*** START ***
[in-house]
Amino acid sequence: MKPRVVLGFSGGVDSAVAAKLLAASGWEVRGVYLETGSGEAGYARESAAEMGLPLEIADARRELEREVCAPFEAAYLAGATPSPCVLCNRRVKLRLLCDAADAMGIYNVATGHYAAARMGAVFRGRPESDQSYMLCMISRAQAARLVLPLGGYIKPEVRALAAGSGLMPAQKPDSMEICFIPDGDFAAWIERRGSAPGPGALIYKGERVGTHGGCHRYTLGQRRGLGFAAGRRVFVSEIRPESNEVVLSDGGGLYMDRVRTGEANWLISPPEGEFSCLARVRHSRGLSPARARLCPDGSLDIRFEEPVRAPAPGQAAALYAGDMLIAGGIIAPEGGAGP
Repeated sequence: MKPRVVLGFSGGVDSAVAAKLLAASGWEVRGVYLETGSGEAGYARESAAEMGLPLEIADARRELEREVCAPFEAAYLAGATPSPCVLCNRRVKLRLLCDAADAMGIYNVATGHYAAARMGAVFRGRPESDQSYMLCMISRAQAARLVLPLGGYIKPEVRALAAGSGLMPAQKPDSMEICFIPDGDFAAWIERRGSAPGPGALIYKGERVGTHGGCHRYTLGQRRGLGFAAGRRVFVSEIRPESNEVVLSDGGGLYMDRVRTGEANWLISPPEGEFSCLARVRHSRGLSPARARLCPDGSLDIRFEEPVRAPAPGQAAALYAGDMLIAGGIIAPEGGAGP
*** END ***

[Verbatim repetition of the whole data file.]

[in-house]
Amino acid sequence: MKPRVVLGFSGGVDSAVAAKLLAASGWEVRGVYLETGSGEAGYARESAAEMGLPLEIADARRELEREVCAPFEAAYLAGATPSPCVLCNRRVKLRLLCDAADAMGIYNVATGHYAAARMGAVFRGRPESDQSYMLCMISRAQAARLVLPLGGYIKPEVRALAAGSGLMPAQKPDSMEICFIPDGDFAAWIERRGSAPGPGALIYKGERVGTHGGCHRYTLGQRRGLGFAAGRRVFVSEIRPESNEVVLSDGGGLYMDRVRTGEANWLISPPEGEFSCLARVRHSRGLSPARARLCPDGSLDIRFEEPVRAPAPGQAAALYAGDMLIAGGIIAPEGGAGP
Repeated sequence: MKPRVVLGFSGGVDSAVAAKLLAASGWEVRGVYLETGSGEAGYARESAAEMGLPLEIADARRELEREVCAPFEAAYLAGATPSPCVLCNRRVKLRLLCDAADAMGIYNVATGHYAAARMGAVFRGRPESDQSYMLCMISRAQAARLVLPLGGYIKPEVRALAAGSGLMPAQKPDSMEICFIPDGDFAAWIERRGSAPGPGALIYKGERVGTHGGCHRYTLGQRRGLGFAAGRRVFVSEIRPESNEVVLSDGGGLYMDRVRTGEANWLISPPEGEFSCLARVRHSRGLSPARARLCPDGSLDIRFEEPVRAPAPGQAAALYAGDMLIAGGIIAPEGGAGP